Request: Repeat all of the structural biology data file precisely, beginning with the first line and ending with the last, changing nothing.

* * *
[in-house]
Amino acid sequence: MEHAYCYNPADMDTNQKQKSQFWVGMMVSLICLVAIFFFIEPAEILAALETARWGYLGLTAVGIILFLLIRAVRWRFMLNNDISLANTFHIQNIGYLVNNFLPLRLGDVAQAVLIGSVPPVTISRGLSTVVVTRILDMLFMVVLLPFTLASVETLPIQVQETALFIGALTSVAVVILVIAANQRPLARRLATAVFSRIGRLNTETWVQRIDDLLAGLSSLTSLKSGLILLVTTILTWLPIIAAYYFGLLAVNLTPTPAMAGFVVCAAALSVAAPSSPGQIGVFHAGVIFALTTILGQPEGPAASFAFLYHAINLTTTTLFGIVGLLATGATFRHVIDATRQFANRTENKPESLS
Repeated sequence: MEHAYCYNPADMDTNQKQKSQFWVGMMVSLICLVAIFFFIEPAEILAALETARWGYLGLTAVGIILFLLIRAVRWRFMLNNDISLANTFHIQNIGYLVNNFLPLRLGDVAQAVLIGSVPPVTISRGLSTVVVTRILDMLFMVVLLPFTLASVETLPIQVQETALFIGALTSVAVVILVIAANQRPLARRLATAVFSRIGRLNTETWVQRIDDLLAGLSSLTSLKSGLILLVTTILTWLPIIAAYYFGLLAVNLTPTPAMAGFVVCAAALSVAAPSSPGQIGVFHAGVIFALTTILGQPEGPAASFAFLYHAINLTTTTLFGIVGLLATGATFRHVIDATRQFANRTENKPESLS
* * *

[in-house]
Amino acid sequence: MEHAYCYNPADMDTNQKQKSQFWVGMMVSLICLVAIFFFIEPAEILAALETARWGYLGLTAVGIILFLLIRAVRWRFMLNNDISLANTFHIQNIGYLVNNFLPLRLGDVAQAVLIGSVPPVTISRGLSTVVVTRILDMLFMVVLLPFTLASVETLPIQVQETALFIGALTSVAVVILVIAANQRPLARRLATAVFSRIGRLNTETWVQRIDDLLAGLSSLTSLKSGLILLVTTILTWLPIIAAYYFGLLAVNLTPTPAMAGFVVCAAALSVAAPSSPGQIGVFHAGVIFALTTILGQPEGPAASFAFLYHAINLTTTTLFGIVGLLATGATFRHVIDATRQFANRTENKPESLS
Repeated sequence: MEHAYCYNPADMDTNQKQKSQFWVGMMVSLICLVAIFFFIEPAEILAALETARWGYLGLTAVGIILFLLIRAVRWRFMLNNDISLANTFHIQNIGYLVNNFLPLRLGDVAQAVLIGSVPPVTISRGLSTVVVTRILDMLFMVVLLPFTLASVETLPIQVQETALFIGALTSVAVVILVIAANQRPLARRLATAVFSRIGRLNTETWVQRIDDLLAGLSSLTSLKSGLILLVTTILTWLPIIAAYYFGLLAVNLTPTPAMAGFVVCAAALSVAAPSSPGQIGVFHAGVIFALTTILGQPEGPAASFAFLYHAINLTTTTLFGIVGLLATGATFRHVIDATRQFANRTENKPESLS